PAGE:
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beautiful goodbyes

January 24, 2013

During my ritual death period, I purchased songs for the first time in two years, and one of them was Jennifer Hanson’s Beautiful Goodbye. It’s been running through my head a lot lately.

Because my ties to a great many things have been cut, when I consider them now, it’s from a distance. My boundaries aren’t tangled up with theirs any longer. I don’t feel constrained by conflicted loyalties.

And a lot of things have become clear that I only dimly perceived before.


There was one particular thing I did during that time period that I have spent the most time thinking about. Because I didn’t know why I did it. I woke up one day with a related idea in my mind, noodled around until this particular idea occurred to me, and then jumped on it. Yeah, I spent three days on the letter (but I could have spent months. And I had thought about it for years). And then I sent it.

In the beginning, after I sent it, I was consumed with anxiety about what the other person will think when they read it. How they might react.

It took me several days to realize that whatever their reactions are, they don’t invalidate why I did it (even when I still didn’t know what that why was).

And that’s when I had the picture-thought about Yellow.

I’ve now spent parts of three days thinking about Yellow. (Yellow will get its own posts, later.)

If I had rediscovered Yellow first, I couldn’t have written the letter I did write. If I did write a similar letter, I wouldn’t have sent it.

I don’t regret doing either.


I now perceive that this letter I sent is the 5th in a category that I didn’t realize existed before now. (Because I do things by feel, they occur bottom-up; they self-organize. I never got around to writing the post I meant to about that process, and the metaphors I use to think about it. I probably should do that.)

And the 1st letter in this newly discovered category finally makes sense. At the time I wrote it, in 1990, I had no idea why I did it but it ‘felt’ like a good idea. And then everything changed, almost immediately afterward, so my ego/conscious mind was embarrassed, and felt like I’d made a terrible mistake. I’ve spent a lot of time thinking about it in the interim, never coming up with satisfactory reasons why it made sense. But it does now.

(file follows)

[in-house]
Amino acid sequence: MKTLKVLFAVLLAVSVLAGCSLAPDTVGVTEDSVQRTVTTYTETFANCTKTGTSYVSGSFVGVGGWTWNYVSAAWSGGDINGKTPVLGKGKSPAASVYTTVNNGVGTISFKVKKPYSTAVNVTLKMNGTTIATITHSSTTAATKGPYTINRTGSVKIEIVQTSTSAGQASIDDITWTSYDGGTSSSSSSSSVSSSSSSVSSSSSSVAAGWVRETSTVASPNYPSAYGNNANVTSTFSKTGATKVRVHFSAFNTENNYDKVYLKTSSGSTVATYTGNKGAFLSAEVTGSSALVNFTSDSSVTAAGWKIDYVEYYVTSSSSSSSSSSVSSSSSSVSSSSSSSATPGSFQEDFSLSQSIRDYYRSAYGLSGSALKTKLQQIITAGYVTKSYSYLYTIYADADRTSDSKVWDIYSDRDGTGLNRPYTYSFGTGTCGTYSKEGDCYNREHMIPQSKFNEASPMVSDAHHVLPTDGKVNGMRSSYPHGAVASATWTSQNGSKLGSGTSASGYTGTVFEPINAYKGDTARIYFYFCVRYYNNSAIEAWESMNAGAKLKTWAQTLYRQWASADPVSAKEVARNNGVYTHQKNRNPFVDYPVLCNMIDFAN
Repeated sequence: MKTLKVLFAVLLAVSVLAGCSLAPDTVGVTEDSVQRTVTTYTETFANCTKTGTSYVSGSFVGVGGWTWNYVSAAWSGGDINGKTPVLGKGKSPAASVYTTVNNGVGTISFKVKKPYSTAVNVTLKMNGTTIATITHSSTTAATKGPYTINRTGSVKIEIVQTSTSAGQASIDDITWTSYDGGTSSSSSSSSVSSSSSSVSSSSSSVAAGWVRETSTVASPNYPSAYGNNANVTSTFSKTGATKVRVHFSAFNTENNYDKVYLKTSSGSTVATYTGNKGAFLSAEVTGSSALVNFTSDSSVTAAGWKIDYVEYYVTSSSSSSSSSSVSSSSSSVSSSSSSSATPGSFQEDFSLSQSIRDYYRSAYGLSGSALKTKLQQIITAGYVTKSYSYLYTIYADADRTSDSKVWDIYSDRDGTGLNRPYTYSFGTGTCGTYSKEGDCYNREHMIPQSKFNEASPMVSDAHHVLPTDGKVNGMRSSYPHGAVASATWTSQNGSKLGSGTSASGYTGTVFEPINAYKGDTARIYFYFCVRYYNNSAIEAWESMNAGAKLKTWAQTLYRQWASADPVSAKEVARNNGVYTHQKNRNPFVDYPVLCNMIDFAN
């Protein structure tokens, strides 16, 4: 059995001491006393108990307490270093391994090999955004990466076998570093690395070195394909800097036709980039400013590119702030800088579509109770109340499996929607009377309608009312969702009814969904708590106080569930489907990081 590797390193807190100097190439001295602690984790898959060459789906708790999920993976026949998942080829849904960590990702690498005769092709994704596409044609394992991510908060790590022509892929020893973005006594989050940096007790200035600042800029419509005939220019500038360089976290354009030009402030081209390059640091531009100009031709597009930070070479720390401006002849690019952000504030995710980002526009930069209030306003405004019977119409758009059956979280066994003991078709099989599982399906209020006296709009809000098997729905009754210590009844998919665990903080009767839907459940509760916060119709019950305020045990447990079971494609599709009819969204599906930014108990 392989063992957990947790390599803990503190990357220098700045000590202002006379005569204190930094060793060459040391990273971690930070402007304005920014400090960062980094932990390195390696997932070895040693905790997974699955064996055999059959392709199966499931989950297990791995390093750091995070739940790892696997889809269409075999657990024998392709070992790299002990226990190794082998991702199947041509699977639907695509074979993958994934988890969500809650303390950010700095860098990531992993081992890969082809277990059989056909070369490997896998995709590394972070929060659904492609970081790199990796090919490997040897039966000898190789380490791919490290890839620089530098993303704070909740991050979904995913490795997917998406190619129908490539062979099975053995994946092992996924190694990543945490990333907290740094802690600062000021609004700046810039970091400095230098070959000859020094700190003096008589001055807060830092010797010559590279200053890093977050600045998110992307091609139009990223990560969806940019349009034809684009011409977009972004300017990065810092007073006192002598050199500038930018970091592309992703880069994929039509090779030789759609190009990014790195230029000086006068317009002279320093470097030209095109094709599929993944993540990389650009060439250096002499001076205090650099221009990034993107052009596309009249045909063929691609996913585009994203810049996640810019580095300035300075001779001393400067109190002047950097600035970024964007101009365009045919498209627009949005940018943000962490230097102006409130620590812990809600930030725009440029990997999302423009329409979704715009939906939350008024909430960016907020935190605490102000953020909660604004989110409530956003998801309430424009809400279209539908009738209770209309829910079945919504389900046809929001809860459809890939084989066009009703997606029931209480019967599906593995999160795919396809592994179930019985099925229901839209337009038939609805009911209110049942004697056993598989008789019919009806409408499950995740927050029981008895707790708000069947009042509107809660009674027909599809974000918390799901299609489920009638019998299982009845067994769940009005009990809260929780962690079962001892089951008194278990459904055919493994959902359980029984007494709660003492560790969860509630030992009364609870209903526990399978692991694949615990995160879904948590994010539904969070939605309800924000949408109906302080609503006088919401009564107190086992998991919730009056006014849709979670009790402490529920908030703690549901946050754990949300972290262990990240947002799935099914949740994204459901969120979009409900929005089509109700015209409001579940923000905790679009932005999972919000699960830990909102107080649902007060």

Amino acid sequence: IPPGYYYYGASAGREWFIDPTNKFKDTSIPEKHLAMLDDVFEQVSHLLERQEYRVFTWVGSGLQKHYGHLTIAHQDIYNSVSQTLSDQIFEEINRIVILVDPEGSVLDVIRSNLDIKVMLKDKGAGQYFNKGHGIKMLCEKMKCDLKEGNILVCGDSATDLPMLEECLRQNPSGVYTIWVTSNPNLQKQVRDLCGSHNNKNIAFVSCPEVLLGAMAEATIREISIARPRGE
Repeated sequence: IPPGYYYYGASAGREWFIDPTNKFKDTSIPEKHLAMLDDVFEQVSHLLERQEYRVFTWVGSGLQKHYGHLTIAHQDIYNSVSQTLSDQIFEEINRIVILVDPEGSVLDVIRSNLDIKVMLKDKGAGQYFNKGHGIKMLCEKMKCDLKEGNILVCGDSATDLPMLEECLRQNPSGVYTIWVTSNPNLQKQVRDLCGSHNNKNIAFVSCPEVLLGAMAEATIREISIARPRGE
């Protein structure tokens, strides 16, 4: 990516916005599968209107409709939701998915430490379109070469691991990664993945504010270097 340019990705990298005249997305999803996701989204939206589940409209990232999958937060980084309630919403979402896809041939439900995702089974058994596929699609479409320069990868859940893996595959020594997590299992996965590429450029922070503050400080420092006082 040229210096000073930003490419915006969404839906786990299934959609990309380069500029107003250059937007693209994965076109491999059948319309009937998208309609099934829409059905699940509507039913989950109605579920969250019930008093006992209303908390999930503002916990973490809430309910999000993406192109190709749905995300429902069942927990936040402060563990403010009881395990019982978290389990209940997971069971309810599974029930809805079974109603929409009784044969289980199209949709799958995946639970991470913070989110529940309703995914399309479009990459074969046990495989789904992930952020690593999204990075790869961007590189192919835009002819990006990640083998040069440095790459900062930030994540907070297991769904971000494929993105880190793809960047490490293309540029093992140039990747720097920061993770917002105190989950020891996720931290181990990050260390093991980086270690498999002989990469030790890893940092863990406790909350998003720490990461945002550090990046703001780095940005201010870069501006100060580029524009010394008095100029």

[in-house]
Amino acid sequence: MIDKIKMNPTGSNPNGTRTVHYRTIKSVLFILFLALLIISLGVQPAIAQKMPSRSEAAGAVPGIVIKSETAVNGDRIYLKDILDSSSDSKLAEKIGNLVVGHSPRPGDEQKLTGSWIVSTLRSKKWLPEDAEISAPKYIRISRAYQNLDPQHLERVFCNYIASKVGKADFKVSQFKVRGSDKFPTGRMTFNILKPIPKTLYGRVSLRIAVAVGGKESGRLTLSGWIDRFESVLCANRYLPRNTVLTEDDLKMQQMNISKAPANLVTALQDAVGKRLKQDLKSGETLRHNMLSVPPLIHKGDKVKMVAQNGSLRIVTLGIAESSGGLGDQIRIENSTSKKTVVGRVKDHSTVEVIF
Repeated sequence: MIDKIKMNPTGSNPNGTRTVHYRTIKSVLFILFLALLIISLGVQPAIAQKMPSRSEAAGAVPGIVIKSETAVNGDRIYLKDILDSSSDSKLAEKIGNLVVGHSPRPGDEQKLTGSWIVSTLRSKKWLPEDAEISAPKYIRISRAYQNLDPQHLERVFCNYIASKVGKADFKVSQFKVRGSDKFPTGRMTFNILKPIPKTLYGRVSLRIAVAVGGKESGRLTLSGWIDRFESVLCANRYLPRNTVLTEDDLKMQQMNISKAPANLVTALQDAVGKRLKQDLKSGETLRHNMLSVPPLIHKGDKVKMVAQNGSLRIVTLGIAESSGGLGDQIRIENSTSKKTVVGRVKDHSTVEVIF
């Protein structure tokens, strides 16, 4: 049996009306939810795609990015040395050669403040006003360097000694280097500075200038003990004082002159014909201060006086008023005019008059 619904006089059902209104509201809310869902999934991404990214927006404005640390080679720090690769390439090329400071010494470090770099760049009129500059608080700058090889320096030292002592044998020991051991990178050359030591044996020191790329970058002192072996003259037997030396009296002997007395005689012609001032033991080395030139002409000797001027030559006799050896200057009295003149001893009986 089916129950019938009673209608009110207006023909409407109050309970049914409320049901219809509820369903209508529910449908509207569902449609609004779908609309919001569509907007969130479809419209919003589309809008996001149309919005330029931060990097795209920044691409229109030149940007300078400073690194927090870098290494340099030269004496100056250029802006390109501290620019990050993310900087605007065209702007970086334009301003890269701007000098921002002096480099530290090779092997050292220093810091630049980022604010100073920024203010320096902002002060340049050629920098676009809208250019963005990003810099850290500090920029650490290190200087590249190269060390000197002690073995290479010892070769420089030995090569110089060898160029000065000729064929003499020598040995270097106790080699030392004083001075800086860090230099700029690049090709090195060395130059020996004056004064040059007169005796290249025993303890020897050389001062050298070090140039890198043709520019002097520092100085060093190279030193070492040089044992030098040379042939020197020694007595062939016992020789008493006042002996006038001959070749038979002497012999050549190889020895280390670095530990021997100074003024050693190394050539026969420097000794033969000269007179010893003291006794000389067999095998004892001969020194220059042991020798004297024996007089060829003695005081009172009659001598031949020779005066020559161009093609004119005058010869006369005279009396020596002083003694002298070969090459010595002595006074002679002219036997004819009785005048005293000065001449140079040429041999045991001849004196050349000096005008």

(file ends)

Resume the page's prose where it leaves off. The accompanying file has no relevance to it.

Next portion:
On the one hand, I’m kind of astonished that I spent 20 years absolutely convinced that I was an NT, albeit one with so-called anomalous quirks. In my defense I can only say that I knew very few NFs. And one I spent the most time with was a narcissist (although I didn’t realize that the time). Right around the time I turned 40, I realized I was actually an NF, and had always been one. I’ve been exploring that new territory from the inside out for 6+ years, and I’m only just now starting to really understand it. On the other hand, it is not a coincidence that I discovered I was an NF almost a year after I stopped talking to my parents. If I had stayed in contact with my parents, it would never have been safe to realize I was not, in fact, a native NT.

But I digress. In 1990, secure in my supposed-NT-ness, I wrote a letter that talked about my feelings to an unprecedented degree. The letter essentially celebrated the best things about a dead relationship that seemed to have been rekindled. But scant days after I sent it, my PTSD kicked into high gear, which I slowly realized was because I was back in contact with this person. So I ended the relationship a second, and final, time.

And I felt really dumb for the next 22 years. I felt like I had to ‘live down’ that letter.

Today I saw for the first time that the letter I just sent, letters I sent in 2000 and 1994, and the letter in 1990, are all related to each other. Along with a fifth (recent) letter that had a slightly different emotional tone. But all five are functionally similar.

The NT/NF stuff is relevant because NFs do things by how they ‘feel’. Reading about that in books about Myers-Briggs, I thought what the authors meant was: NFs use their emotions to figure out what to do. And they do. And I do. But because I’m tactile, I can use ‘doing things by feel’ to describe two distinct processes: emotions, yes, but also, something else. Hard to express in words, but I’ll try. I think with my hands and my skin, because they touch things (and things touch back). Sometimes I get a ‘feeling’ (not an emotion) in my mind that’s similar to, hmm, trying to pick a lock, and finally finding the right combination of . . . stuff . . . where everything falls into place. That’s what I mean by ‘feel’, in the 2nd sense: instead of a mind’s eye, or a mind’s ear, it’s a mind’s fingers. The sensation has volume, texture, almost . . . . flavor. (I’m synesthetic, so my sensory stuff is all cross wired.)

When my fingers are happy, or my mind’s fingers are happy, that doesn’t mean I can talk about why, or even what, or how.

But now that I’m a writer, I’m trying to learn how to translate.